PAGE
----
Termites


(Insecta: Isoptera)

Termites are small to medium sized, soft bodied insects that very in colour from pale-white to dark brown. They are commonly known as white ants, which are considered to be the most destructive insects to our crops, forests, orchards, timber and houses, a title received by them due to their wood-feeding habit.

They are one of those few animal species that survive exclusively on cellulose and carry cellulose-digesting flagellates inside their intestines to help them in this difficult task. Being shy and photophobous, they make underground nests called termatoria, in which they maintain constant temperature and humidity, even when outside ground temperature rises to above 60 degrees, by constructing intricate over ground natural air conditioners called termite-hills. 

There are six recognised families of termites in the world, viz. Hodotermitidae, Rhinotermitidae, Termitidae, Kalotermitidae, Indotermitidae and Mastotermitidae, the last one is endemic to Australia. Termitidae is the largest family and highly evolved. They are soil inhabiting and build nests both underground and huge termite mounds over ground. Species of Odontotermes build conspicuous mounds above ground, population in each one of which may range from 4500-90,000 individuals. Microtermes are small and many of them serious pests of crops. The family Kalotermitidae are wood-inhabiting termites that do not form a well-organised nest, which is without a queen cell as they can multiply through substitute reproductive castes.

Damage: Termites cause serious damage to wood used in buildings etc. About a dozen species are injurious to crops. The list of crops damaged is large because they would eat up anything containing cellulose. Young plants die quickly because the roots or shoots are cut. Termites loosen the soil around roots due to which trees and plants become prone to lodging in rain and storm. Loose soil also leads to loss of irrigation water and soil erosion. Losses due to termites have been estimated to be from 5-35%.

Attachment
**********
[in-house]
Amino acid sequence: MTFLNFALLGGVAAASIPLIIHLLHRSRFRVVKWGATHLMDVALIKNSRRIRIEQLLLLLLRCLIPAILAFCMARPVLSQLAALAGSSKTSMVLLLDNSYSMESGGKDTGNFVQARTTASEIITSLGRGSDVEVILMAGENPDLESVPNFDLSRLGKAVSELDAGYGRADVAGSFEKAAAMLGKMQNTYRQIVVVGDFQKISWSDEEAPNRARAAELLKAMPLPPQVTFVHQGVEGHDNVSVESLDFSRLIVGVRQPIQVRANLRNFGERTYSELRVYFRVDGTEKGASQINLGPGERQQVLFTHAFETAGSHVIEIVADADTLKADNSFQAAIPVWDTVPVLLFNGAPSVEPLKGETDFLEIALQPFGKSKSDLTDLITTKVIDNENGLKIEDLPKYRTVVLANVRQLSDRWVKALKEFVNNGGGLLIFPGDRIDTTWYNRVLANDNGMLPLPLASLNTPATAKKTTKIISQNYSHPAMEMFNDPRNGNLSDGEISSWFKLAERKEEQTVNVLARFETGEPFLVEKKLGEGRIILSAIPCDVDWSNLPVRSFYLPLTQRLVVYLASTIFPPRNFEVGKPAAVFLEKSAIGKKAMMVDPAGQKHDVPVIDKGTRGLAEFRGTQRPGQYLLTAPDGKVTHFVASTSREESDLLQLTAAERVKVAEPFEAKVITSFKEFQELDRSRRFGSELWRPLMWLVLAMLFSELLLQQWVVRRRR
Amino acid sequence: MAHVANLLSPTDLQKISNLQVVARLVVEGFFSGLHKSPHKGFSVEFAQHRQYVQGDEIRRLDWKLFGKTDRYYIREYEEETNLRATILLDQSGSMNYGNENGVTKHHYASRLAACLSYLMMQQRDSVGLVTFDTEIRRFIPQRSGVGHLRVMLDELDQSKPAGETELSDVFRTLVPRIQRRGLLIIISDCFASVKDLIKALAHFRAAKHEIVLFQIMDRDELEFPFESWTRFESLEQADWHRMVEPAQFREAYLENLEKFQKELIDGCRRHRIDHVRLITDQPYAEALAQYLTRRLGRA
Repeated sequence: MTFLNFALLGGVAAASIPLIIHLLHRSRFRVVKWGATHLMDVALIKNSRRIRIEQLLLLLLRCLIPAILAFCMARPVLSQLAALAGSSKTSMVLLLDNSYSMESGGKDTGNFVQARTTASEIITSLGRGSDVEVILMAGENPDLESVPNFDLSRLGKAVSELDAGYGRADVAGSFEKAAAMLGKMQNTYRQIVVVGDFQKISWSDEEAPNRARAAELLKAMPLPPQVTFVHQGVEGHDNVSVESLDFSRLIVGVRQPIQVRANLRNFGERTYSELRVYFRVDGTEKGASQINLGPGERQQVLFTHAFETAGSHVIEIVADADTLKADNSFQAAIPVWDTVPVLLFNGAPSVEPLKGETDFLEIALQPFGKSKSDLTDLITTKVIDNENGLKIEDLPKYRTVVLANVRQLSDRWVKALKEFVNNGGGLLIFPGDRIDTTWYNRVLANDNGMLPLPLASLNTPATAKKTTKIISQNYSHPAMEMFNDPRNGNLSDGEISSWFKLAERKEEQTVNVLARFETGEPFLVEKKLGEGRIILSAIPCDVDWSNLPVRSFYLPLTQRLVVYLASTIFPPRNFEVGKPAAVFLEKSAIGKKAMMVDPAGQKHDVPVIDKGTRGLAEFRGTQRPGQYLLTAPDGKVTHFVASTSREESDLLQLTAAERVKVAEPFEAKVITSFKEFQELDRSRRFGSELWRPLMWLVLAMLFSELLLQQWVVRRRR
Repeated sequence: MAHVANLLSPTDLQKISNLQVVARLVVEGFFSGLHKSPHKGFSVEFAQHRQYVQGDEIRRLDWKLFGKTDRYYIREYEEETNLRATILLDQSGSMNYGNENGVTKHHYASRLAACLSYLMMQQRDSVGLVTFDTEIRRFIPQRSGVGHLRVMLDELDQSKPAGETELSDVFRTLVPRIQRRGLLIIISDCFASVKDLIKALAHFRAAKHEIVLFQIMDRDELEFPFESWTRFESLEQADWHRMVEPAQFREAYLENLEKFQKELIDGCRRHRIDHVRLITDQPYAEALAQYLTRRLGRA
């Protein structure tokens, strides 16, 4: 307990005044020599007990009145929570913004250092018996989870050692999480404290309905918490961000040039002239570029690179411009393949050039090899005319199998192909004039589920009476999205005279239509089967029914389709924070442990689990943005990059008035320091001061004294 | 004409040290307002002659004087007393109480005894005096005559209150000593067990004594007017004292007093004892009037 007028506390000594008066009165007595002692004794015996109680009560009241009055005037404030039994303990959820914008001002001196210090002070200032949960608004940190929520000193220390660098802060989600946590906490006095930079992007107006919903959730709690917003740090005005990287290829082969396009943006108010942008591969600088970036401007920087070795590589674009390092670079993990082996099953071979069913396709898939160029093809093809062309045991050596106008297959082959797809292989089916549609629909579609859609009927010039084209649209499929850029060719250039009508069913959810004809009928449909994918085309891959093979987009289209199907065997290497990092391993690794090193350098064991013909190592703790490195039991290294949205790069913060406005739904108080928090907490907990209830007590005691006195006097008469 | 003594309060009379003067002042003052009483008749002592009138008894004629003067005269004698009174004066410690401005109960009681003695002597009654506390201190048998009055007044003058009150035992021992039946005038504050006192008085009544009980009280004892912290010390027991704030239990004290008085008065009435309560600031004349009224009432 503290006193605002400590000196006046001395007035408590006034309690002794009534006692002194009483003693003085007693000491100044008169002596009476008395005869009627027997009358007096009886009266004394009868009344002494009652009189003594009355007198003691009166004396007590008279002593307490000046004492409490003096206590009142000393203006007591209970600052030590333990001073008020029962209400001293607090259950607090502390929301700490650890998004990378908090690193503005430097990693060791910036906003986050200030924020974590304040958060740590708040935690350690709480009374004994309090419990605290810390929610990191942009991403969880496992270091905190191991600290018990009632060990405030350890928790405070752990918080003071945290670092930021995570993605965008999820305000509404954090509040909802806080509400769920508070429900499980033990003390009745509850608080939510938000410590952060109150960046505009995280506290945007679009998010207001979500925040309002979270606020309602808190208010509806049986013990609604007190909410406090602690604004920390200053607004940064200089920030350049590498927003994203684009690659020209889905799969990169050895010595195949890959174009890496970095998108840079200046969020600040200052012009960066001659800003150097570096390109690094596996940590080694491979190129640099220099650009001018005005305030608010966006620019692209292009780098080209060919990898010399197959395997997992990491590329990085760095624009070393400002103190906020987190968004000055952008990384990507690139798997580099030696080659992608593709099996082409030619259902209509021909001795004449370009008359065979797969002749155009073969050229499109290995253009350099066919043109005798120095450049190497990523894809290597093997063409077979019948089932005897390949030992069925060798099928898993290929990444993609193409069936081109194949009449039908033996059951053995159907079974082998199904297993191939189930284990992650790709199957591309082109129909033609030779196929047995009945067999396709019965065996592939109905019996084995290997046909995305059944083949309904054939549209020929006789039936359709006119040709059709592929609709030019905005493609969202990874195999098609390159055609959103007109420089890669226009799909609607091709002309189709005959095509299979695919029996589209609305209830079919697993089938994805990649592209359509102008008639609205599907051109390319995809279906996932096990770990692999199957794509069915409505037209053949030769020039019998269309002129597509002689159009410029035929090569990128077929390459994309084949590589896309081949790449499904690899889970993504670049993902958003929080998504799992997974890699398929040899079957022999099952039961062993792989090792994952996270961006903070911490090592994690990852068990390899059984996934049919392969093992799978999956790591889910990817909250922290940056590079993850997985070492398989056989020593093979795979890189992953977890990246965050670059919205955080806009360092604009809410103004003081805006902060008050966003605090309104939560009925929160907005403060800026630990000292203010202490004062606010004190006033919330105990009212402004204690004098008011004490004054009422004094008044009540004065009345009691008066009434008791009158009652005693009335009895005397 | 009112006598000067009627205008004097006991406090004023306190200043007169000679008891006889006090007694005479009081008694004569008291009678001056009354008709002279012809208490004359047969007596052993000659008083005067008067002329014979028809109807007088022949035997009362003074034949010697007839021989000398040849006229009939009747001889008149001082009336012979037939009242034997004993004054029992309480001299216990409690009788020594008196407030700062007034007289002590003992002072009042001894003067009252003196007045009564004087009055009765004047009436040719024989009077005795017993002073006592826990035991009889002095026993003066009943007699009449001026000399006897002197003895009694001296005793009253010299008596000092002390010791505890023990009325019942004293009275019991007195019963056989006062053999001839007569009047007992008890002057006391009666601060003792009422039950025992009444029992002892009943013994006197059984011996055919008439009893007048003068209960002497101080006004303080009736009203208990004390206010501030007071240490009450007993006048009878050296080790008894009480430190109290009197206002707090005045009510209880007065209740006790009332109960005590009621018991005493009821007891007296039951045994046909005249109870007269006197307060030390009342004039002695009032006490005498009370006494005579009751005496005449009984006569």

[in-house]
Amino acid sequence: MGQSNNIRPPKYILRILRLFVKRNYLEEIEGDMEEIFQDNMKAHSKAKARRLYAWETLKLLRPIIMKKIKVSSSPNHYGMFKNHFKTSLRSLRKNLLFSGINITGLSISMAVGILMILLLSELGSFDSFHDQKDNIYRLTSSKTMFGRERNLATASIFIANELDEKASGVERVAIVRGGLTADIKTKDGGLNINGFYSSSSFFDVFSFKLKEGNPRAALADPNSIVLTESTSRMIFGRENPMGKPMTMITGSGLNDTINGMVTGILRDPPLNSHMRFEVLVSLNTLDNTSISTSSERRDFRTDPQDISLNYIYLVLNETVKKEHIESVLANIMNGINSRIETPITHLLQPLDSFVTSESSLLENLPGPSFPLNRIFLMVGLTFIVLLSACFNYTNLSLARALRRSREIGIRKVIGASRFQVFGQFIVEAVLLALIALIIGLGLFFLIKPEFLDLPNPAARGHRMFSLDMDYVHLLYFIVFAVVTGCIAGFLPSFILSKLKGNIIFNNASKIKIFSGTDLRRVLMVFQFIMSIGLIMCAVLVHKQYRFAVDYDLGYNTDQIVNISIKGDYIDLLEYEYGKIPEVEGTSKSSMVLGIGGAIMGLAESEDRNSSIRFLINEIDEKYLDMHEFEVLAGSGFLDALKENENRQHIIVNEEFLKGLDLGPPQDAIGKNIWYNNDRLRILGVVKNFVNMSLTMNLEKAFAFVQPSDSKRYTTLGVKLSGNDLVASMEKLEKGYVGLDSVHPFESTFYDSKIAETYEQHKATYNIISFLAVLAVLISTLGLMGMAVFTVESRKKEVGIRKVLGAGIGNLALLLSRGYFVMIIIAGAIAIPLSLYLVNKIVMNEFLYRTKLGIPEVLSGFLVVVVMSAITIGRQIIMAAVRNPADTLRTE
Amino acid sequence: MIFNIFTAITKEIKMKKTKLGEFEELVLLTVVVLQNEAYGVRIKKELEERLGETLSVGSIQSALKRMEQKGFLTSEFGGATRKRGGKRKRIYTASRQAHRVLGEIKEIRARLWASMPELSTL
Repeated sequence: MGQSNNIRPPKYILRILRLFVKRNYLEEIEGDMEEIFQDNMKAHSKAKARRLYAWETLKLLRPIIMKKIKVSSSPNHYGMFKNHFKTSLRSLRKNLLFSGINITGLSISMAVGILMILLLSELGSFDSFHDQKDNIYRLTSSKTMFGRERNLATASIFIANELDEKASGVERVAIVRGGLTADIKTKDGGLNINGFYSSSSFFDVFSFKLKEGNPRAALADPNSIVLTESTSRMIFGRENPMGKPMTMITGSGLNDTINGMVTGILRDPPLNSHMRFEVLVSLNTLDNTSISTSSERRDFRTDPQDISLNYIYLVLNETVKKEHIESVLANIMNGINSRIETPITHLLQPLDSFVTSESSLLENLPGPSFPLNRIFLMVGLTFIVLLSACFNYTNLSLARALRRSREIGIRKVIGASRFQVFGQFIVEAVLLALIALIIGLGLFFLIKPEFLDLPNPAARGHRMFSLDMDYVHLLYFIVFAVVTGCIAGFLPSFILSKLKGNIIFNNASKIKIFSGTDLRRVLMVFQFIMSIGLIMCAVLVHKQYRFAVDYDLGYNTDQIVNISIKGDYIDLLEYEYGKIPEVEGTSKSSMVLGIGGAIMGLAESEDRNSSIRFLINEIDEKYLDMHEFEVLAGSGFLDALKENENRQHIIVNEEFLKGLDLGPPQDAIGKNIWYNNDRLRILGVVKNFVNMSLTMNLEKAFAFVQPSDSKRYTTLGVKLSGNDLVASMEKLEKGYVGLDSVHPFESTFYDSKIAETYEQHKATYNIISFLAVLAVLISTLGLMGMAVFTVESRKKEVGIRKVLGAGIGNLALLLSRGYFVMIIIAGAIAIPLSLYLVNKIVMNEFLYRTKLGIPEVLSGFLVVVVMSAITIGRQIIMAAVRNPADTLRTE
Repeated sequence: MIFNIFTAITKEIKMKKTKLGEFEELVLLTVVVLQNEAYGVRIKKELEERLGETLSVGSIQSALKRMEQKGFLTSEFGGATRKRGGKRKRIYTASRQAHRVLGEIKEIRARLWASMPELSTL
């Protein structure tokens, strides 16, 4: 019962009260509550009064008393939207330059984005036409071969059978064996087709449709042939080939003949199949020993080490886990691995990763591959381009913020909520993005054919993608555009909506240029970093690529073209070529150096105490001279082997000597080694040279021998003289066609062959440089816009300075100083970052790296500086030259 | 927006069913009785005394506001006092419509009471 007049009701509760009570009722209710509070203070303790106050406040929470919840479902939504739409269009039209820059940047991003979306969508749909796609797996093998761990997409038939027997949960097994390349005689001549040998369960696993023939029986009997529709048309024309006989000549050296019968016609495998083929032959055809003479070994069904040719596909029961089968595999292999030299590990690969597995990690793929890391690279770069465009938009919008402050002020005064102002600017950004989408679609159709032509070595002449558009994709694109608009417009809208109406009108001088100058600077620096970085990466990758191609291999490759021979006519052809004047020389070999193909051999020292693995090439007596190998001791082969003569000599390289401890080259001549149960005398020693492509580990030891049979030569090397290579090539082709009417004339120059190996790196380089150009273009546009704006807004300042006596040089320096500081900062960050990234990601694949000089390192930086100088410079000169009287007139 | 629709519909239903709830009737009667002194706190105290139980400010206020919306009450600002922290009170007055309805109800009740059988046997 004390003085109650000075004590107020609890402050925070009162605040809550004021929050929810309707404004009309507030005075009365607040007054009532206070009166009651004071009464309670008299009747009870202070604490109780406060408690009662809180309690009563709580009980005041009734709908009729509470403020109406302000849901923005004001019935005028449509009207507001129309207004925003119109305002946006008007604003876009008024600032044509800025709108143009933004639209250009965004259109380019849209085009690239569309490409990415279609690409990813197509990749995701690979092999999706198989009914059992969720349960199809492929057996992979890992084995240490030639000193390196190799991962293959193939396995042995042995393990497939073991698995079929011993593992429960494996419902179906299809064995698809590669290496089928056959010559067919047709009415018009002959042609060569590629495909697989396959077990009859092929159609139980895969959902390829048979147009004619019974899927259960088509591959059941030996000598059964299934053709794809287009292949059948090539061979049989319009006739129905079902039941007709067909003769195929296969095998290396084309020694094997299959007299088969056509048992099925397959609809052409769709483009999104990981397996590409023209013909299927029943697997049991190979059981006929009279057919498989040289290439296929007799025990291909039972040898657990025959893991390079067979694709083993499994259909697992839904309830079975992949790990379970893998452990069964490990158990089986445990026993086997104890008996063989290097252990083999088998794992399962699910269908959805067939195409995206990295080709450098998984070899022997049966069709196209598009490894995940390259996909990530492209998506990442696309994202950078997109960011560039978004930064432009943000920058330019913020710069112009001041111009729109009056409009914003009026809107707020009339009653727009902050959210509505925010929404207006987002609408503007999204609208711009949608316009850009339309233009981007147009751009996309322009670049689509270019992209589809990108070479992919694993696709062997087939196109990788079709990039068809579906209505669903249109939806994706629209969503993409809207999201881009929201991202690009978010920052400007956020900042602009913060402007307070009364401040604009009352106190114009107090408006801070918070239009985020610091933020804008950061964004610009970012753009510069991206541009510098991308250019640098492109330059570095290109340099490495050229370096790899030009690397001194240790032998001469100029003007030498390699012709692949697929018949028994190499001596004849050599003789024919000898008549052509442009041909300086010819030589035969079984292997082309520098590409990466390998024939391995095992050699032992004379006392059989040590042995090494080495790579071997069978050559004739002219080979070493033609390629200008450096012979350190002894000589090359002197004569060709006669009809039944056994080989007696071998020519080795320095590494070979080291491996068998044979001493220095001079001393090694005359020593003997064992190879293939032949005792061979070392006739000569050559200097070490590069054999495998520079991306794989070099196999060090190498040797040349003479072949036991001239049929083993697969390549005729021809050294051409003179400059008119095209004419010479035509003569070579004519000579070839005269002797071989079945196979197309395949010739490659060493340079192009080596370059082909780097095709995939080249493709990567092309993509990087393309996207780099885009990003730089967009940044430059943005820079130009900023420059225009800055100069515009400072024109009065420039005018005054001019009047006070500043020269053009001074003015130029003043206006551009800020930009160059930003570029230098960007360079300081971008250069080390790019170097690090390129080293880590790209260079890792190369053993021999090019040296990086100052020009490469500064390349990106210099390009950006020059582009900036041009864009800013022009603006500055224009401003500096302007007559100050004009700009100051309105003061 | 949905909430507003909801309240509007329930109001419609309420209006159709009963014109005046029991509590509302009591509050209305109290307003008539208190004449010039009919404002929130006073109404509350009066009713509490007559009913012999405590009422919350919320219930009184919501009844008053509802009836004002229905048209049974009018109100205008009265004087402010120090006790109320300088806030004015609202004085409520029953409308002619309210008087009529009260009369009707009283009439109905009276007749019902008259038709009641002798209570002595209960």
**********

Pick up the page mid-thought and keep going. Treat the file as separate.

Biology: Termites were the first animals which started living in colonies and developed a well organised social system about 300 million years ago. Although termites do not exceed 3-4 mm in size, their queen is a 4 inch long giant that lies in the royal chamber motionless. Hence workers have to take care of all its daily chores. Termite queen is an egg-laying machine that lays up to 60,000 eggs per day.

Generally all termites can lay at the rate of 6000-7000 egg per day. If a queen is lost by accident or death, nymphs in various stages of development are quickly matured to neotenic female forms which can lay eggs, possibly parthenogenetically. The other castes, workers and soldiers are highly devoted to the colony, working incessantly and tirelessly, demanding nothing in return from the society. Soldiers have long dagger-like mandibles with which they defend their nest and workers chew the wood to feed to the queen and larvae and grow fungus gardens for lean periods. Nasutes are specialized soldiers which specialize in chemical warfare.

In breeding season which usually coincides with the rains, newly produced males and females in large numbers grow wings, have nuptial flight, disperse to long distances, make pairs and find a new place to start a colony. The phenomenon is known as swarming. After nuptial flight, the males and females pair off, shed their wings and move away. They both then dig a pit and first batch of 100 to 300 eggs 3-10 days after swarming. The eggs have an incubation period of 20-40 days and the hatched nymphs all develop into workers which make new galleries and enlarge the nest. Queen settles down and undergoes physogastry, a phenomenon in which abdomen of the queen enlarges enormously by the expansion of the intersegmental membranes, the sclerites appearing only as brown spots.

 Ecology: Termites maintain high humidity, about 85-90%, in their nests and grow fungus gardens which also retain humidity. With the fall in moisture contents in the upper layer of soil, termites migrate to the deeper layers. They live in galleries made by feeding on dry and moist wood. Spare space in galleries is blocked out by brown faecal matter cemented together.